Warning: Smoking Can Kill You

9 Sep

<nyt_headline version=”1.0″ type=” “>‘Warning: Smoking Can Kill You’


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Tobacco use is the leading preventable cause of death in the United States. Around 400,000 people die each year from smoking, which cuts lives short on average about 13 years. And that does not include the 50,000 who die from exposure to secondhand smoke or the 8.6 million whose illnesses are caused by smoking.

Congress took note of these facts when it passed the Family Smoking Prevention and Tobacco Control Act of 2009, which requires large, graphic warnings on cigarette packages about cancer, strokes and other deadly diseases caused by smoking. The new warnings were carefully chosen to replace text-only warnings that had become ineffective — “unnoticed and stale,” the Institute of Medicine reported — in the face of the tobacco companies’ long history of deceptive advertising.

The United States Court of Appeals for the District of Columbia, in a 2-to-1 ruling last week, struck down the new warnings on the grounds that they violated the First Amendment rights of the tobacco companies. It ruled that the government failed to provide evidence that the warnings would reduce smoking rates, and therefore could not justify what it called a restraint on corporate free speech.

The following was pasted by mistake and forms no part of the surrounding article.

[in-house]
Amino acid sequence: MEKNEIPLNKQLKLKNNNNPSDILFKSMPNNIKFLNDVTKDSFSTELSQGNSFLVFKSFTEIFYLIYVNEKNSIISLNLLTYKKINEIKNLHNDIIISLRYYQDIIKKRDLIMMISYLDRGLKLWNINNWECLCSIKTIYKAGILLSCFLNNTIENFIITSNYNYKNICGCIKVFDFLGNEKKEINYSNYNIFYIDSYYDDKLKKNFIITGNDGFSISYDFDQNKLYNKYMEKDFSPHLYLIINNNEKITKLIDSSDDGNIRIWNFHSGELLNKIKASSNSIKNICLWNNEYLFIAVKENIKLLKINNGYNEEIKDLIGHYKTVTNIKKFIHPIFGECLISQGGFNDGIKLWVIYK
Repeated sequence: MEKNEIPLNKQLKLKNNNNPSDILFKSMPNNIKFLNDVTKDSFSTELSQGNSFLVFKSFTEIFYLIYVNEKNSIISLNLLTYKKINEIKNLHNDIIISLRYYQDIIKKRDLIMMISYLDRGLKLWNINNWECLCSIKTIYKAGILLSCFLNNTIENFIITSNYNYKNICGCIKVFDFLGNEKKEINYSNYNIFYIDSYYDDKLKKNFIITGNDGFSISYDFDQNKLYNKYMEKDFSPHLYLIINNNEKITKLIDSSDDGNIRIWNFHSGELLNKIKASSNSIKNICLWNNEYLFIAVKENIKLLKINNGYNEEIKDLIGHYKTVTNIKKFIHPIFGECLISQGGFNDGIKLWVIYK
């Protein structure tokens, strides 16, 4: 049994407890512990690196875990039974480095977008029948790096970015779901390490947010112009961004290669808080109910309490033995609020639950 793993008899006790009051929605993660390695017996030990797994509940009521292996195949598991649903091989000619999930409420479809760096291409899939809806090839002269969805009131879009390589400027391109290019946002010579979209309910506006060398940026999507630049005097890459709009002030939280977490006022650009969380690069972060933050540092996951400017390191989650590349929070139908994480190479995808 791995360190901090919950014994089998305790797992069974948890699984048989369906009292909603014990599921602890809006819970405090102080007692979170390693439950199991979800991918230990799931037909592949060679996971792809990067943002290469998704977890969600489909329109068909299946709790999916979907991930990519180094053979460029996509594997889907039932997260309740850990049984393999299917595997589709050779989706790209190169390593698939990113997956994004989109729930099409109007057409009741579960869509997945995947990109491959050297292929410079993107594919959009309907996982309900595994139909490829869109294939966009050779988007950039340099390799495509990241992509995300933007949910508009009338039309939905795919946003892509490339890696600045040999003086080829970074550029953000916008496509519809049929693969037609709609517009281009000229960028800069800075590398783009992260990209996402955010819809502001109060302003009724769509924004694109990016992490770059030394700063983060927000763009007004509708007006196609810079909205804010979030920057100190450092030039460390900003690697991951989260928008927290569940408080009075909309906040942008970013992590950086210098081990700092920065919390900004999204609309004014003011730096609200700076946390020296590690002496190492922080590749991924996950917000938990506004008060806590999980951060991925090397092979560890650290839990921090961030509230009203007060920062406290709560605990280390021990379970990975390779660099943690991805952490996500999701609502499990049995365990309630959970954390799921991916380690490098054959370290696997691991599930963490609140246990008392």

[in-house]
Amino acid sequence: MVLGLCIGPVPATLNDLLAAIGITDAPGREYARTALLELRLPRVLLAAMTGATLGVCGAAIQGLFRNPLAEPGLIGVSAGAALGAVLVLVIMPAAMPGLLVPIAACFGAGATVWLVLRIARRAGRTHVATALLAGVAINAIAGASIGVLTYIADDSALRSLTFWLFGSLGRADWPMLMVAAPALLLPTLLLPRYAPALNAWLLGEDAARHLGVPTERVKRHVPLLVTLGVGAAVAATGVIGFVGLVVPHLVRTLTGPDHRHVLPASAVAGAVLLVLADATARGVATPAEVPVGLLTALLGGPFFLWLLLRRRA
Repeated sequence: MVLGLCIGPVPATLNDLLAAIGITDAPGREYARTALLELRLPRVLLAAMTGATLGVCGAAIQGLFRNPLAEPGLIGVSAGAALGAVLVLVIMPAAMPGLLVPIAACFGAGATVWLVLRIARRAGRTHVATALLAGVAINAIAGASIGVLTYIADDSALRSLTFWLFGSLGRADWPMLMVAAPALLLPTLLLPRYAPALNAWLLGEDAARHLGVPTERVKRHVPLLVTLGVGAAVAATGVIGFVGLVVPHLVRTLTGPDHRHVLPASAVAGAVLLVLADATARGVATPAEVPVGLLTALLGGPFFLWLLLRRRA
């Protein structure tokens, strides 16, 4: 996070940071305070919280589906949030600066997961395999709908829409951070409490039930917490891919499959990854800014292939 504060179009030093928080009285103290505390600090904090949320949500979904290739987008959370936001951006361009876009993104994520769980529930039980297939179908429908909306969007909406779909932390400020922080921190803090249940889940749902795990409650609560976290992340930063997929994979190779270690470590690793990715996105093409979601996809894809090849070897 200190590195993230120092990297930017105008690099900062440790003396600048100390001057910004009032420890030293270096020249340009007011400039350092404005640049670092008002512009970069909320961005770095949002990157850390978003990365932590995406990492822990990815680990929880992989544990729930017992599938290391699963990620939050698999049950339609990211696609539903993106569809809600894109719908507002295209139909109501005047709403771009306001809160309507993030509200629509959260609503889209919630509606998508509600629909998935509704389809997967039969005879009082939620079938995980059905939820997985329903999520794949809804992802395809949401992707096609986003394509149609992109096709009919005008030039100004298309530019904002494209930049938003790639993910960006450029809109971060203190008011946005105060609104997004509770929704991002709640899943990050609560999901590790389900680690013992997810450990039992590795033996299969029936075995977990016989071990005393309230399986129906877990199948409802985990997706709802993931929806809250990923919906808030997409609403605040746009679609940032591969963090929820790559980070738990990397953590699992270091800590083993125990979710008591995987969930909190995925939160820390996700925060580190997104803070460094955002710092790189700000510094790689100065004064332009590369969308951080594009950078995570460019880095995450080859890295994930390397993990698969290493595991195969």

But this view ignores that these companies have spent billions of dollars over many decades misleading consumers about smoking’s terrible consequences, and that the warnings require companies to disclose accurate information. As Judge Judith Rogers noted in dissent, there is good evidence that bolder warnings will “alleviate” some of the harm.

“The government has an interest of paramount importance in effectively conveying information about the health risks of smoking to adolescent would-be smokers and other consumers,” she said, and “nothing in the Supreme Court’s commercial speech precedent would restrict the government” from doing that with warnings.

In March, the Court of Appeals for the Sixth Circuit, in a related case, disagreed with the majority in the District of Columbia Circuit, upholding the new warnings. There is now an important conflict to resolve in the federal circuits about the labeling requirement. The government should seek review of this ruling, and either the full District of Columbia court or the Supreme Court should uphold the law.




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